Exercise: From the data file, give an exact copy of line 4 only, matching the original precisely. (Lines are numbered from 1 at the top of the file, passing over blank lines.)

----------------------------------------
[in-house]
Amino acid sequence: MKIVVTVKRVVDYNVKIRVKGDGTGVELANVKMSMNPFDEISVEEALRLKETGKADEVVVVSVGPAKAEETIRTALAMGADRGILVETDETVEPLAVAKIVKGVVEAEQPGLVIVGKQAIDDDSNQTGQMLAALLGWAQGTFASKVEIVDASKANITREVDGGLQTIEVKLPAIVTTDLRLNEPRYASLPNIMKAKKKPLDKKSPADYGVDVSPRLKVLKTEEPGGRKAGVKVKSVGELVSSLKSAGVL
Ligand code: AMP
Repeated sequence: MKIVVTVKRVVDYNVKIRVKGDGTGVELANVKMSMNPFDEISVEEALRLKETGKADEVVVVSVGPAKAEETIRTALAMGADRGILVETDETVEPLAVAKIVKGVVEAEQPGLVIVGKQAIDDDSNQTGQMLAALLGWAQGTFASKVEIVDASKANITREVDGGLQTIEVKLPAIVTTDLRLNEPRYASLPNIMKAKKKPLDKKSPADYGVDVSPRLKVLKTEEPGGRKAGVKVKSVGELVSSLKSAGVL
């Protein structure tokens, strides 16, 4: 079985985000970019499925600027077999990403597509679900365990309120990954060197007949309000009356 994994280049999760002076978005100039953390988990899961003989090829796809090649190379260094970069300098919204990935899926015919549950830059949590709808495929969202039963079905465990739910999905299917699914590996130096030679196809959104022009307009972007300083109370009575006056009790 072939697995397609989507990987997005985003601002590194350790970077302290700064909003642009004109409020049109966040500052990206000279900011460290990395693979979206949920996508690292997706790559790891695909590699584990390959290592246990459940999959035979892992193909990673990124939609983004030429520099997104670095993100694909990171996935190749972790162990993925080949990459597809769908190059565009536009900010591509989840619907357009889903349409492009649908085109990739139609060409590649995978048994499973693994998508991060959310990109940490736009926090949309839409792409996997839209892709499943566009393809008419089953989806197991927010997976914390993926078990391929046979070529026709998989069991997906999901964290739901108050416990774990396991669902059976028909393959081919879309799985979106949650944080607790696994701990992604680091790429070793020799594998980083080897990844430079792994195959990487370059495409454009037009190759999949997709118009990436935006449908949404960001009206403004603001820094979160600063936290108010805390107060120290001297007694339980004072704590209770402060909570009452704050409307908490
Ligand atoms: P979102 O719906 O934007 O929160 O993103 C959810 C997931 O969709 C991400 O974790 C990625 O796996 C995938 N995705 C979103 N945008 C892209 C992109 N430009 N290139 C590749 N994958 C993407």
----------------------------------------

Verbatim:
Repeated sequence: MKIVVTVKRVVDYNVKIRVKGDGTGVELANVKMSMNPFDEISVEEALRLKETGKADEVVVVSVGPAKAEETIRTALAMGADRGILVETDETVEPLAVAKIVKGVVEAEQPGLVIVGKQAIDDDSNQTGQMLAALLGWAQGTFASKVEIVDASKANITREVDGGLQTIEVKLPAIVTTDLRLNEPRYASLPNIMKAKKKPLDKKSPADYGVDVSPRLKVLKTEEPGGRKAGVKVKSVGELVSSLKSAGVL